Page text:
If you saw an advert in your local paper promoting an evening of poker or live sports betting held at the village church you might be a little taken aback. Religion and gambling aren’t the most obvious combination in the world, after all.
But if that same advert was promoting a night of bingo it would be far less likely to register as odd or contradictory. Bingo is a fairly common occurrence in church halls up and down the country.
Yet, bingo is legally classed as gambling, and anywhere that wants to provide bingo as an entertainment service needs to acquire the appropriate license; so do churches fall into this category, and if so, what is the story here?
The Relationship Between the Church & Bingo
Churches are forever needing to raise money to repair the roof, fix the organ, or to send the Sunday school kids on an educational weekend, etc. Church fairs are not uncommon in this country with bake sales, games, and the opportunity to throw a wet sponge or cream pie at the vicar all being staple ingredients.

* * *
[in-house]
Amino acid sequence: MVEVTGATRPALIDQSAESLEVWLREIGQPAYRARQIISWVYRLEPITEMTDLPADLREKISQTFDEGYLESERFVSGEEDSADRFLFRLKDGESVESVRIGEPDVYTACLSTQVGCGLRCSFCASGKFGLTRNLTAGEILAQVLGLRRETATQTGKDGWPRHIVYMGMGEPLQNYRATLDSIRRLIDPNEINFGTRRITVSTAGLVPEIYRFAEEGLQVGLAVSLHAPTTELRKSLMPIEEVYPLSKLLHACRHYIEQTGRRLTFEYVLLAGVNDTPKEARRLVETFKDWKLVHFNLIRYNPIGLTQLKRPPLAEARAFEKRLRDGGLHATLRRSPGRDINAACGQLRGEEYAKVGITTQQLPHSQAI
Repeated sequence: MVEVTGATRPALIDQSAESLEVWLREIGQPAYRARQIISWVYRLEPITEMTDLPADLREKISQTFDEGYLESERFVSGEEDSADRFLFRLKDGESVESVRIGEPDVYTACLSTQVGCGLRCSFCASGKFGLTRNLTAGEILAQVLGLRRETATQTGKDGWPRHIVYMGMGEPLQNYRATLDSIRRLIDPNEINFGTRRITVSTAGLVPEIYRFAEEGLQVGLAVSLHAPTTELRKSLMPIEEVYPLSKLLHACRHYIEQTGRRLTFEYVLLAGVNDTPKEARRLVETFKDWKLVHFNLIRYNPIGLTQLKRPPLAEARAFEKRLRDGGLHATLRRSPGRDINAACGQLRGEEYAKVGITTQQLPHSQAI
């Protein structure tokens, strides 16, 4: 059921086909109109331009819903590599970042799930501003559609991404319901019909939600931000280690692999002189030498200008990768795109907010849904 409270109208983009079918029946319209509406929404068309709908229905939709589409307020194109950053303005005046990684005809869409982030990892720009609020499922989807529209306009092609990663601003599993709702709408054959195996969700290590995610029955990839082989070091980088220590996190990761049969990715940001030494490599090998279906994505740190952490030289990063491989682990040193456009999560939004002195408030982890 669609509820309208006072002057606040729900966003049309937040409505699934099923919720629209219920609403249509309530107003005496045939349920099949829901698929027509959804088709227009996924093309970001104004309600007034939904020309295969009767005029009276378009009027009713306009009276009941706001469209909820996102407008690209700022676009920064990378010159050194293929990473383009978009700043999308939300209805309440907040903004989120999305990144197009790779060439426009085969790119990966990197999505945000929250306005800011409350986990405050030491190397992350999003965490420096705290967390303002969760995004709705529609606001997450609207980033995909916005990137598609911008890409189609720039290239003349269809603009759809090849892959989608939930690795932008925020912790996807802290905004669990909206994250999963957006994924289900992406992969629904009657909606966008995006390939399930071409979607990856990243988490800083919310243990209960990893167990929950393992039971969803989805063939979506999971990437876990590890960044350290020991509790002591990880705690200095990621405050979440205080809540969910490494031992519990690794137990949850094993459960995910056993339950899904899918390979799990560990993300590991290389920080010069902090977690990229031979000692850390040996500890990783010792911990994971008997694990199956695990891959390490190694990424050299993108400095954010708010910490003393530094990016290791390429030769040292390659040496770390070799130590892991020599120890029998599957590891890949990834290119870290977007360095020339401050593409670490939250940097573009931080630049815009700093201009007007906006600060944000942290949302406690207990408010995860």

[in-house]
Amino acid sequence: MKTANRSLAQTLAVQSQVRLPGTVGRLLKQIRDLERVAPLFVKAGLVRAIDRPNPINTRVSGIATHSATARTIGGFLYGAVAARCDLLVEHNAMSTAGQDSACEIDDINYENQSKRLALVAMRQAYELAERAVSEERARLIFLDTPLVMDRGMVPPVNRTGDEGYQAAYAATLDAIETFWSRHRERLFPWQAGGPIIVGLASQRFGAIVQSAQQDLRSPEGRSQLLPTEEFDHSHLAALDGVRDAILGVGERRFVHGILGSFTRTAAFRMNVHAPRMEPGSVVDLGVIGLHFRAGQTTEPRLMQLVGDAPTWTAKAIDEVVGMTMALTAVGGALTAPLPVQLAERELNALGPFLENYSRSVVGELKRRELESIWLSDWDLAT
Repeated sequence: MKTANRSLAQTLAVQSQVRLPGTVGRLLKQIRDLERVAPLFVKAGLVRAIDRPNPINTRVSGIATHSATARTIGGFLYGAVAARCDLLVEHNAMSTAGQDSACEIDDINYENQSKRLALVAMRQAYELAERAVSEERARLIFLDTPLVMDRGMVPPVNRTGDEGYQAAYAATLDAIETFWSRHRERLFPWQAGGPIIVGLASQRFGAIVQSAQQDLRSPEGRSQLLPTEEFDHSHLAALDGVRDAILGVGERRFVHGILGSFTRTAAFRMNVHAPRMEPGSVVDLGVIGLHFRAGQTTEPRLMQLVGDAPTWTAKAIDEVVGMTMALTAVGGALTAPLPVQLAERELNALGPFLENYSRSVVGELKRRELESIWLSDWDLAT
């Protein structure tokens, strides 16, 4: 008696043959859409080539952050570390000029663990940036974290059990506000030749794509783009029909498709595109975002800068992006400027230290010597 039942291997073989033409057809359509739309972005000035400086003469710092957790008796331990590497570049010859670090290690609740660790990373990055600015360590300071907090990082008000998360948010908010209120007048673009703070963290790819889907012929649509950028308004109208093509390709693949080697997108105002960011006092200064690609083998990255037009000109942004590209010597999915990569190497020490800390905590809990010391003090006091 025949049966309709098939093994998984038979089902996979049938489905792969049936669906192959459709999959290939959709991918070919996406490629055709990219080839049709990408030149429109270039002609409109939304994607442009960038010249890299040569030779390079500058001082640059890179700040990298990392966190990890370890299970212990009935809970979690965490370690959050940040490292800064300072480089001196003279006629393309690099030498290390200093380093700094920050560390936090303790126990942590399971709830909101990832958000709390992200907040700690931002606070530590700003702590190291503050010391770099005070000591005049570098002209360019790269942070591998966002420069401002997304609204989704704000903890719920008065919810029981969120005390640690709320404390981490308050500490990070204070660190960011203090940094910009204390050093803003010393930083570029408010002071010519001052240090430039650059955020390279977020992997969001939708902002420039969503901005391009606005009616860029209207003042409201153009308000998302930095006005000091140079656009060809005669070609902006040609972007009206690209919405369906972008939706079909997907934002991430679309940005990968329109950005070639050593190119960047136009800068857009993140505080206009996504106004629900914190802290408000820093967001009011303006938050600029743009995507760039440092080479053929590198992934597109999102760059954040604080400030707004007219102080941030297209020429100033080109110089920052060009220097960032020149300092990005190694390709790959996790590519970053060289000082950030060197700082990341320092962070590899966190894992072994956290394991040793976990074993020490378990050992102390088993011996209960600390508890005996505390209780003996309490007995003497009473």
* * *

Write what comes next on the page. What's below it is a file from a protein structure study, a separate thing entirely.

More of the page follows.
But aside from passing around a plate for donations each Sunday service they need to find more ways to engage their congregation and raise funds.
Bingo is a game that can be played by a limitless number of people, and it is also very accessible as the rules are simple and no one needs any special ability in order to enjoy it. It’s a game of chance, so the strapping 24 year old with two tickets has just as much chance of winning as the 89 year old retiree with ten.
What’s more, with the law stating that games of chance like bingo can be played to raise money for good causes with no license or any real regulation, bingo is the perfect fundraising game and has the potential to raise unlimited amounts of dosh.
Churches simply have to abide by these rules:
- Each player may only be charged £8 per day, be that an entrance fee, combined ticket purchases, etc.
- Total paid out amongst all players must not exceed £600.
- The money raised must not be used for private gain and must all go to a good cause minus reasonable costs.
That’s it. Under 18s are even allowed to take part.
It’s understandable then how bingo became something of a go to activity for churches, but where does the church stand on gambling in general, and if they take a dim view on it, how do they justify using bingo as a means to raise money?